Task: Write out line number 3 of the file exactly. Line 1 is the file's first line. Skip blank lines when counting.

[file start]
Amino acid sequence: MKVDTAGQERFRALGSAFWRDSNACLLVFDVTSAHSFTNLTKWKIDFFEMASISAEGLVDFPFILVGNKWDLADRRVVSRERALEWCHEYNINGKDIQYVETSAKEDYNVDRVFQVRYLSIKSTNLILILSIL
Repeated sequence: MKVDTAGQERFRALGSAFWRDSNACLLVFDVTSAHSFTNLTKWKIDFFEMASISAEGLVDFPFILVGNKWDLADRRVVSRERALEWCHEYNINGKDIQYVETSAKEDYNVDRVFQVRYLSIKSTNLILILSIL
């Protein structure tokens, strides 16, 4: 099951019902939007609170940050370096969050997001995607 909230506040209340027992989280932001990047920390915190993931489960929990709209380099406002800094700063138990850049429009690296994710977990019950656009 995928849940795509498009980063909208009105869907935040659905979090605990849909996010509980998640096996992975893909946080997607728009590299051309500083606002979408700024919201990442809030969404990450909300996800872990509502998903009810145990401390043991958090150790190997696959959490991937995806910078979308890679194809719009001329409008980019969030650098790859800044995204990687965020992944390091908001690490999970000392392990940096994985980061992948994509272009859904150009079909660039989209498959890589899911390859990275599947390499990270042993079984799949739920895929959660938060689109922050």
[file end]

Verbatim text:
């Protein structure tokens, strides 16, 4: 099951019902939007609170940050370096969050997001995607 909230506040209340027992989280932001990047920390915190993931489960929990709209380099406002800094700063138990850049429009690296994710977990019950656009 995928849940795509498009980063909208009105869907935040659905979090605990849909996010509980998640096996992975893909946080997607728009590299051309500083606002979408700024919201990442809030969404990450909300996800872990509502998903009810145990401390043991958090150790190997696959959490991937995806910078979308890679194809719009001329409008980019969030650098790859800044995204990687965020992944390091908001690490999970000392392990940096994985980061992948994509272009859904150009079909660039989209498959890589899911390859990275599947390499990270042993079984799949739920895929959660938060689109922050």